During these uncertain times, how can we help?

As the world leader in volunteerism we feel a responsibility to unite our broader community, and to use this moment to become stronger.

See below to access our COVID-19 Resource Hub, and to explore our growing directory of COVID-19-specific and virtual volunteering opportunities.
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  • P-Patch Community Gardening Program P-Patch Community Gardening Program


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Mission Statement

Seattle Department of Neighborhoods' P-Patch Program oversees 89 P-Patches located throughout the city. Community gardeners grow food on 14.9 acres and provide stewardship for an additional 18.8 acres of public land for a total of 33.7 acres. Since 1973, P-Patch community gardeners have been Growing community Nurturing civic engagement Practicing organic gardening techniques Fostering an environmental ethic and connecting nature to peoples' lives Improving access to local, organic, and culturally appropriate food Transforming the appearance and revitalizing the spirit of their neighborhoods Developing self-reliance and improving nutrition through education and hands-on experience Feeding the hungry Preserving heirloom flowers, herbs, and vegetables Budding understanding between generations and cultures through gardening and cooking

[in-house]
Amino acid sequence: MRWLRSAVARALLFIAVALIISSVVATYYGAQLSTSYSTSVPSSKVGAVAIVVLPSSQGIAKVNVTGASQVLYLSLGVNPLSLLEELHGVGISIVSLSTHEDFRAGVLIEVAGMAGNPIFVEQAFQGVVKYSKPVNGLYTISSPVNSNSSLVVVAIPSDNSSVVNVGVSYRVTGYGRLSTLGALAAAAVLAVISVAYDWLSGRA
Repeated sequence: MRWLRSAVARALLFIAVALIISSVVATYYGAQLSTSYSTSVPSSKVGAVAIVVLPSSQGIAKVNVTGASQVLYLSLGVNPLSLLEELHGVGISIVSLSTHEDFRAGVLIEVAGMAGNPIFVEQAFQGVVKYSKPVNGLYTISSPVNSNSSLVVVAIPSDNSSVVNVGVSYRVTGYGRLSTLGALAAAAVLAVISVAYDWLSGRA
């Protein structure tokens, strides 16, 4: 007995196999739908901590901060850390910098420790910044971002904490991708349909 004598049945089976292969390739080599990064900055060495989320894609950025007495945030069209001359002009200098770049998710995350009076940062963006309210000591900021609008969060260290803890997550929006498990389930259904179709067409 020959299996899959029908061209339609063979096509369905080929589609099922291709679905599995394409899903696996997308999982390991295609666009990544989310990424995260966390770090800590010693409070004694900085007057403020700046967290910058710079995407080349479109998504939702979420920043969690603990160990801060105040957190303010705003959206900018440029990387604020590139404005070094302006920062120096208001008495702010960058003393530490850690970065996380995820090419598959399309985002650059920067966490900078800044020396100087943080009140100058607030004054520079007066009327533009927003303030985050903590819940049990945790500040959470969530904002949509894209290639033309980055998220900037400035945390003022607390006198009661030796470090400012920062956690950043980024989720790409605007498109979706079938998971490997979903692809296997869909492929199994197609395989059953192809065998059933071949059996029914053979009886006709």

Community gardens are spaces where neighbors come together to grow community and plan, plant, and maintain a piece of open space. As gathering spaces, community gardens strengthen networks through cooperative ventures, become a source of pride amongst residents, and serve as a visible product of land stewardship and a healthier urban environment. Traditionally, community gardens are formed of individual plots for which community members pay an annual fee while shared spaces in the garden are cared for together.

P-Patch Community Gardens come in many shapes, sizes, and ownerships, but all spring from the desire of neighbors wanting to make connections and improve their surroundings. All P-Patch gardens are open to the public to enjoy and are used as restorative spaces, learning and idea incubators, and gathering spaces. Moreover, the gardens provide a way to give back to the community through volunteer hours and by supplying fresh, organic produce to Seattle food banks and feeding programs.

The P-Patch Program actively facilitates and partners with other organizations to support related market gardening, youth gardening, and community food security programs that serve all Seattle communities with an emphasis on the City's immigrant, youth, and lower income residents.


Would you recommend P-Patch Community Gardening Program?